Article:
U.S. Senate passes loan changes

The bill, if it takes effect, would cut $14 billion from the financial aid program.

Jamie VanGeest

Before the federal government took a break for the holidays, the U.S. Senate passed changes to financial aid as part of the Budget Reconciliation Act. Eventually, this bill will become part of the Higher Education Act.

Republicans, Democrats and University officials have varying opinions of how these changes could affect the costs of a student’s education.

If the bill passes, interest rates for student loans will be fixed at 6.8 percent and parent loans, currently capped at 9 percent, would be fixed at 8.5 percent.

Other changes include increasing loan limits to $3,500 and $4,500 for first- and second-year students.

The bill also increases the amount graduate students can borrow to $12,000 in unsubsidized loans. Graduate students can now borrow Parent Loans for Undergraduate Students loans, which allow parents to acquire loans to pay for their children’s education.

The bill also reduces origination fees charged to borrowers by 1 percentage point starting immediately. Each year, beginning July 1, 2007, through July 1, 2010, origination fees would be reduced by one-half percentage point.

John Engelen, director of federal relations for the University, said University students will have to pay an additional $3.4 million of origination fees if the bill passes.

Even though the bill is cutting origination fees, it only qualifies for guarantee loans, which are loans made through private lenders, Engelen said.

He also said this bill is making some of the largest financial aid cuts in history.

For direct loans, which are loans given to students through the federal government, origination fees will be doubled, he said.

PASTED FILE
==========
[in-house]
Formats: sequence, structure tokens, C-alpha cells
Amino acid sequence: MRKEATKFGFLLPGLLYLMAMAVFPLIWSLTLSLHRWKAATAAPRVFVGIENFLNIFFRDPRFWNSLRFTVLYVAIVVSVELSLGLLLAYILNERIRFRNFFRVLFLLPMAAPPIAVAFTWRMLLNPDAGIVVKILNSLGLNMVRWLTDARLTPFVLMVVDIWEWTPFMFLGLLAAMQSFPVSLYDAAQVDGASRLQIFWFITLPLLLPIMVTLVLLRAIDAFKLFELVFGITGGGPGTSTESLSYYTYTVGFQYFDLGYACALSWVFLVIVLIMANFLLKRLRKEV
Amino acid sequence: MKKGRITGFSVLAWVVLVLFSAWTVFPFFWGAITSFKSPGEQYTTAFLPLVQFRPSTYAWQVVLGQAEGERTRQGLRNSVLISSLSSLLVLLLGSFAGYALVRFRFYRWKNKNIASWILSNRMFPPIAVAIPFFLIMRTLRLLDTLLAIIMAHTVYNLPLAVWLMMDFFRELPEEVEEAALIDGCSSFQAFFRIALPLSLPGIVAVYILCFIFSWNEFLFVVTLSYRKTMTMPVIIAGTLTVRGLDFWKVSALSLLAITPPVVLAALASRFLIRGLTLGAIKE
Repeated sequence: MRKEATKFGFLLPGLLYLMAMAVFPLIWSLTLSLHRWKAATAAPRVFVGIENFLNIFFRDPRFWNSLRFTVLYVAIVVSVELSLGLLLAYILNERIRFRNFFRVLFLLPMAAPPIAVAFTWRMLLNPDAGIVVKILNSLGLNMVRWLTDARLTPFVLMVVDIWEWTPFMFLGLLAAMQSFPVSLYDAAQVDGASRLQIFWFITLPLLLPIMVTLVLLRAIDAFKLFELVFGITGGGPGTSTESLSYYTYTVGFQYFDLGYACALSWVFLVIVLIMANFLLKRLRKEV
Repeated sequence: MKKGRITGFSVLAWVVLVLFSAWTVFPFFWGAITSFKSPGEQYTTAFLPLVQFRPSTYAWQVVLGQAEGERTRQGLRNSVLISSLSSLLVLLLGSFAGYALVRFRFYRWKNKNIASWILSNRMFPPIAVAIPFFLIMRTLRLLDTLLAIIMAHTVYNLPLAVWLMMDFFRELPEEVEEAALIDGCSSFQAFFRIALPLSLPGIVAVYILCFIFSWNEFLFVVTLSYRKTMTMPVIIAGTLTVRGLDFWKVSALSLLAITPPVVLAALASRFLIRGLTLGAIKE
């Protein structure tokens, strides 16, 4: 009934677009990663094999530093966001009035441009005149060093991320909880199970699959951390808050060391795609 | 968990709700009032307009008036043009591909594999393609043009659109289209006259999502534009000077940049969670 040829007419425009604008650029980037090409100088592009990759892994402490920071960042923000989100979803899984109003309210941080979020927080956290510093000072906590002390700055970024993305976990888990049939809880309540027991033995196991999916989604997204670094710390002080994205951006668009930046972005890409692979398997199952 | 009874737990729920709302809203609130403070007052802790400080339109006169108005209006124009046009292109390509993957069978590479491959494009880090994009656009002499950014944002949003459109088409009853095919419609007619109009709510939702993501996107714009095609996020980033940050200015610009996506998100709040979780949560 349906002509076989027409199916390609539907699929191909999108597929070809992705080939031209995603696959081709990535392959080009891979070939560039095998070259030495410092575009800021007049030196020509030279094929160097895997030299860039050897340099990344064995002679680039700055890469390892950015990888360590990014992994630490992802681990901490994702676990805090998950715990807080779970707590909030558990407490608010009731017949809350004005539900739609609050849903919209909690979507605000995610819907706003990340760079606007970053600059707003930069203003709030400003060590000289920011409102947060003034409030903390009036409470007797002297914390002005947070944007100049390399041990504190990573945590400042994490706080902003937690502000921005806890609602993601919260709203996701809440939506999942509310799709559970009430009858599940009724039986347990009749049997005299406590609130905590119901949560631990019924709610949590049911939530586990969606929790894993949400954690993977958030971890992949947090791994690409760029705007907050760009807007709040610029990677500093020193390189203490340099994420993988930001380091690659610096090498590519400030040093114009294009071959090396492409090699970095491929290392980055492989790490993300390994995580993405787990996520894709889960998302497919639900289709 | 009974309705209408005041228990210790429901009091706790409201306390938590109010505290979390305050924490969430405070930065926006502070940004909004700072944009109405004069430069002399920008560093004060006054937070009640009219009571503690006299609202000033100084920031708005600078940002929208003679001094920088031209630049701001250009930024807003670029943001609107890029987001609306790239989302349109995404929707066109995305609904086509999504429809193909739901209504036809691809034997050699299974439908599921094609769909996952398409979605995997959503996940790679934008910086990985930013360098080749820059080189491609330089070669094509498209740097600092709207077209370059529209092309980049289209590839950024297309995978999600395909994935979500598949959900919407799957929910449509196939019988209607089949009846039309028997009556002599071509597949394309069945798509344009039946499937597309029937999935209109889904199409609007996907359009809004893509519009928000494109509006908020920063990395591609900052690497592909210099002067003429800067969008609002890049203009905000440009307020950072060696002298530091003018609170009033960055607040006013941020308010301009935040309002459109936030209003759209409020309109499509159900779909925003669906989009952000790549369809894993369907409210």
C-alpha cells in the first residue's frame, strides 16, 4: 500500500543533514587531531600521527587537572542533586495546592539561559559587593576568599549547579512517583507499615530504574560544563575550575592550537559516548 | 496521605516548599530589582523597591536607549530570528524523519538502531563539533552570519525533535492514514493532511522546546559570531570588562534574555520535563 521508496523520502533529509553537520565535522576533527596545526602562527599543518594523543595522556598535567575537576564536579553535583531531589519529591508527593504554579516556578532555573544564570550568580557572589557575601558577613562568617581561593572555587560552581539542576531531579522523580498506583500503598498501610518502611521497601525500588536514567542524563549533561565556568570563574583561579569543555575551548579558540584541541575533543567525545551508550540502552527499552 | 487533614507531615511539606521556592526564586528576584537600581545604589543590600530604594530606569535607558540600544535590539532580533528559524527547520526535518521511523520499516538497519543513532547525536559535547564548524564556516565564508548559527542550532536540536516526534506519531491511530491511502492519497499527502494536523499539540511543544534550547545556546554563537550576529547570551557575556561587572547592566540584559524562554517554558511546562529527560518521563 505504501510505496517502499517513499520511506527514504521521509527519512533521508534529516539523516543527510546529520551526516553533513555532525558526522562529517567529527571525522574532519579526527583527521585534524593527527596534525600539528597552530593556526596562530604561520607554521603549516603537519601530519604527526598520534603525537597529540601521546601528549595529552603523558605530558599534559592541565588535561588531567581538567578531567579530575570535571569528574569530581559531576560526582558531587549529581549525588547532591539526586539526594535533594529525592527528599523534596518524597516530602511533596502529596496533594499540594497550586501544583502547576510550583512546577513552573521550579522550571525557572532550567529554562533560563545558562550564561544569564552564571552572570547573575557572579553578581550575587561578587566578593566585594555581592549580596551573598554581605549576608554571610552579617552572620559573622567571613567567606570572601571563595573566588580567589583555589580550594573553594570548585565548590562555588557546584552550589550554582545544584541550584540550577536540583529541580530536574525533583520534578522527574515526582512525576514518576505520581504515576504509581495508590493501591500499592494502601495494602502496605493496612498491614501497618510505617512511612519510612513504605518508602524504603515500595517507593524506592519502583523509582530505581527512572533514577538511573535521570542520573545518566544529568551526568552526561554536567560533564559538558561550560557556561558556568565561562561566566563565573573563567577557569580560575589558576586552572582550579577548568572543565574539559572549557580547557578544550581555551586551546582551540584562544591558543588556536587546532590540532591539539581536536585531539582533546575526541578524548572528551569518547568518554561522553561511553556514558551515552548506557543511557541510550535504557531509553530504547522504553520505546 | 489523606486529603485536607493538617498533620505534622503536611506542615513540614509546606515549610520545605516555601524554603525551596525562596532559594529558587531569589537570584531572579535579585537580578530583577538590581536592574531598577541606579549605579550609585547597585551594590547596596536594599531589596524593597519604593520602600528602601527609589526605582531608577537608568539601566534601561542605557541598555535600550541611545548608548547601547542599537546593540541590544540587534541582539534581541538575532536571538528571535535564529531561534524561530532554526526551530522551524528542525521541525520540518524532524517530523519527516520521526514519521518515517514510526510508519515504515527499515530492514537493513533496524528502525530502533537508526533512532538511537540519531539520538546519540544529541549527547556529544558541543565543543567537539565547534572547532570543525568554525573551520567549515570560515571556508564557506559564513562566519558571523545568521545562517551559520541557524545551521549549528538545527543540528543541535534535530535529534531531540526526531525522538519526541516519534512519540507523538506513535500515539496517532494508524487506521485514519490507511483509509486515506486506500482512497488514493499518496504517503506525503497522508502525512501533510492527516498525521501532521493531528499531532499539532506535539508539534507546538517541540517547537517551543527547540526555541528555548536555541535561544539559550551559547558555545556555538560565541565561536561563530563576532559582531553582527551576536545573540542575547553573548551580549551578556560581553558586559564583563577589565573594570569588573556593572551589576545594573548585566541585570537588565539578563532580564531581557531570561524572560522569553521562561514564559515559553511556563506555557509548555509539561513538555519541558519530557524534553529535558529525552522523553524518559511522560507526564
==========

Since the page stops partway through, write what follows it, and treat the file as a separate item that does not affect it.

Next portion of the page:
Brittny McCarthy, education committee staff member for Rep. Betty McCollum, D-Minn., said McCollum is disappointed by the changes to financial aid.

The government will cut $14 billion from the financial aid program, which will result in an increase of $5,800 in loan costs per student.

“The Republican plan to increase student loan fees and interest rates will make higher education more expensive and less accessible to students,” McCollum wrote in an e-mail. “This is an incomprehensibly stupid proposal that hurts college students and hurts America’s future.”

Alexa Marrero, press secretary for the House Committee on Education and the Workforce, said it is not accurate to say student loans are being cut.

“The bill did produce savings from student loans while increasing student access to loans,” Marrero said.

The key reform has to do with making the programs run more efficiently and reducing subsidies paid to lenders.

“We increased loan limits and lowered the fees students paid on their loans,” she said.

Engelen said the U.S. House will vote on the bill in February but that he is not sure whether it will pass.

“It barely passed the Senate, so the House has to vote again,” Engelen said.